Prayut, the fortune teller and the ghost of the guru

Prayut, the fortune teller and the ghost of the guru

Warin Buawiratlert’s predictions might not be perfect, but that doesn’t stop the military’s top brass from lining up for psychic sessions.

In what turned out to be a tumultuous week for Thai politics, Warin Buawiratlert, the prime minister’s fortune teller, is doing so-so with his predictions. It’s Sept 2, and Spectrum is meeting with the tall, affable 58-year-old at the shrine he built for his ancient Indian spiritual guide in the northern province of Chiang Mai.

Good friends: Prime Minister Prayut Chan-o-cha was guest of honour when fortune teller Warin Buawiratlert opened a site to highlight the old Lanna lifestyle in Chiang Mai.

We ask if former prime minister Thaksin Shinawatra will be stripped of his police rank. “Nothing lasts forever, does it?” he replies, with a certainty perhaps beyond his mere soothsaying skills. The next day his long-time client, Gen Prayut Chan-o-cha, signs the order revoking Thaksin’s rank.

When asked what will happen to the draft charter at the weekend, Mr Warin incorrectly suggests it will pass the first vote but run into trouble at the referendum stage.

But then in a spectacular turnabout — a full four days before the National Reform Council votes down the draft and the Prayut administration says the new drafting measures will take 20 months — he makes an astounding prediction on when elections will be staged.

“The election can be held sometime after 2017, not any time soon,” he says, pre-empting the junta’s revised charter strategy. He adds that the government’s roadmap timeframe “will be extended” and that any government assuming power after the current one will be a “national government”.

“I don’t see any particular side winning after the election. Any government that comes after that will be a national government, not a coalition.

“I also see Thailand being a country of peace. Colour-coded politics is dissolved; the only colours that are allowed to stay are the ones on our national flag.”

Mr Warin started offering his fortune-telling services to the public in 1994, but he gained widespread public recognition during the 2006 coup when he was identified as the psychic behind Gen Sonthi Boonyaratglin’s decision to stage the coup that overthrew Thaksin. It was Mr Warin who years earlier advised the former army chief, then a mere officer, to aim high in his career by making more merit in order to increase his “blessings and charisma”.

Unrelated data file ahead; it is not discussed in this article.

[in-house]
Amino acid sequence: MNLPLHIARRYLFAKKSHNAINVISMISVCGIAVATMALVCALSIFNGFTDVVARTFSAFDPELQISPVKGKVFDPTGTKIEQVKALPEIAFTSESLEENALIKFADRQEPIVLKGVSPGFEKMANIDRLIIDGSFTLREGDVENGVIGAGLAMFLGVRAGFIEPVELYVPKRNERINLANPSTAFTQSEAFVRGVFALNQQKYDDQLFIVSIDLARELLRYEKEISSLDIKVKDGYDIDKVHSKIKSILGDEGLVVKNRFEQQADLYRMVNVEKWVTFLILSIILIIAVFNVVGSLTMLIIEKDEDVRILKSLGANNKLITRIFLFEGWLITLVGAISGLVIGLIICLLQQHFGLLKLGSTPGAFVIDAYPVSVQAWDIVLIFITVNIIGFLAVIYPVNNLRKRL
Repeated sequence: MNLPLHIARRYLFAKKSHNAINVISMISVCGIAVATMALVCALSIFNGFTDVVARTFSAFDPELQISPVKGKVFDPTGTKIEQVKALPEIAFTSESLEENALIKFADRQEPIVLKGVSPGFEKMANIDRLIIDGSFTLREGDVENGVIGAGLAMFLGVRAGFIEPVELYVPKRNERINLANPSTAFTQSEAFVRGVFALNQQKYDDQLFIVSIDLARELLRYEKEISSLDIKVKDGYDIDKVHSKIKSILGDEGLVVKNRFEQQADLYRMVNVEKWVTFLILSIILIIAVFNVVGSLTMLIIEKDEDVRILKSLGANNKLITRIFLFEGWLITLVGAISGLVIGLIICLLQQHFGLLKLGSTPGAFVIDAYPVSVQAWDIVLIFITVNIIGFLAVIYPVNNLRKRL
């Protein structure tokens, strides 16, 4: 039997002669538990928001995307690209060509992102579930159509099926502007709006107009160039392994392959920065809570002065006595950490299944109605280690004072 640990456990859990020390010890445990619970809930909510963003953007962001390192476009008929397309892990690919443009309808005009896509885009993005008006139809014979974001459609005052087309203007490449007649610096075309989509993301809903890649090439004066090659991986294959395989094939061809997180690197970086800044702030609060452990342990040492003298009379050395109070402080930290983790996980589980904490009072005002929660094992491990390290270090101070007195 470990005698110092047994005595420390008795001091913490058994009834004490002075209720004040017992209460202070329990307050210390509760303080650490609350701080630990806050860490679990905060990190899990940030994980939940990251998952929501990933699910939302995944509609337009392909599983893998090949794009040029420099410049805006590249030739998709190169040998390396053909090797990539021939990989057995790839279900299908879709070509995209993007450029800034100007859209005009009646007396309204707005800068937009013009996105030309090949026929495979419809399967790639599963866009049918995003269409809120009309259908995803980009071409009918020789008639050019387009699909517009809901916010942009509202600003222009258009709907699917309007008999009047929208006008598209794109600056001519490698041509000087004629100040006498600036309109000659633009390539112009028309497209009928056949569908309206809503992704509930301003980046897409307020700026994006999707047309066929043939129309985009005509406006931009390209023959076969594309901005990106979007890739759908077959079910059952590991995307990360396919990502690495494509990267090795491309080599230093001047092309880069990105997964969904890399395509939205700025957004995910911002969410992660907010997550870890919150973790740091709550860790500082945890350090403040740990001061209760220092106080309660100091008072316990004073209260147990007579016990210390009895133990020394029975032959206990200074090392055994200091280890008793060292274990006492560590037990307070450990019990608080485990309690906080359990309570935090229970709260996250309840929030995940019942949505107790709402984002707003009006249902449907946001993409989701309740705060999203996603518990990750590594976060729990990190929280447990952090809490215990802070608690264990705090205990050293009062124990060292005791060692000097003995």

Fast forward to May 2014 and the coup staged by Gen Prayut, and it was Mr Warin who told the premier, to his disbelief, that he could run the country.

“I had said since 2010 that a general whose name began with the letter ‘P’ would come in and bring peace to Thailand,” he explained.

“People speculated and Gen Prayut always denied it, but it came true.

"He would rather live in peace after retirement, but he is set to be in the position for at least the next couple of years.”


Once a week, usually in the morning, Mr Warin offers his services to a number of people who have booked 15-minute psychic sessions with him long in advance.

On that Wednesday, visitors to the Wiharn Laung Pu (Holy Father Shrine) in Mae Rim district, Chiang Mai, included men in uniform, women in their twenties, housewives and a Buddhist nun. All the guests had prepared a set of five fruits and other items, such as betel nuts, as offerings for the Holy Father Kewalan. Mr Warin said Kewalan is the spirit of an Indian guru who lived in the Himalayan Mountains prior to the birth of Buddhism. It is Kewalan’s spirit that Mr Warin channels.

“When I was nine years old, I was sleeping inside my house when I slowly walked out of my body,” he said matter-of-factly.

“I turned around and saw myself lying on the bed. I was so scared at the time when I saw a figure, a man in white in his eighties or nineties, walking towards me. He told me to go back into my body.

“I did and I woke up. Later on I learned that the man was the Holy Father Kewalan who has been a teacher of my family for many generations.”

Mr Warin was born in the Chang Klan area of Chiang Mai, which is now famous for its night bazaar. He was a teacher for 16 years before deciding to offer his fortune-telling services, working in remote areas of the province, which provided him the chance to hone his supernatural skills.

“I had the opportunity to learn from one of the monks who came to meditate near the village where I worked, so I learned the art of magic from him, apart from some astrology I learned from my family,” Mr Warin said of his esoteric education.

Mr Warin is tall and lean and usually wears white as a sign of sanctity. He believes he is the physical representation of Kewalan and sees what Kewalan wants him to see.

After receiving offerings from his visitors, Mr Warin, seated behind a small wooden table, turns to the black statue behind him that is Kewalan, lights a joss stick and starts to mumble.

He turns back to the visitors who wait to find out whether Kewalan will allow Mr Warin to see their future. It is only with Kewalan’s permission that a vision, sometimes appearing in dreams, sometimes in daylight, is seen, translated and disseminated by Mr Warin.

“In 2013, I saw the vision that Gen Prayut would be the prime minister of this country. I did not take his side. I saw the vision.”


As Mr Warin’s predictions are often about military people and their roles serving the nation, his predictions are seen by many to have a political purpose. At times, Mr Warin’s forecasts for the country closely resemble those of Gen Prayut.

During the interview with Spectrum it is plain to see Mr Warin’s traditional views are rooted in the hierarchical structure of the North's Lanna culture. His views on the relationship between the military and the nation are in line with Gen Prayut’s.

“My duty is to advise the military because the military’s role is to uphold the country,” Mr Warin said.

“Before the recent coup, in 2013, I told Gen Prayut, then army chief, that within a year the situation in the country will get better. From now on, Thailand will move to a period known as ‘an age of civilisation’. The country will improve in every way and the nation, the monarchy and religion will prevail.”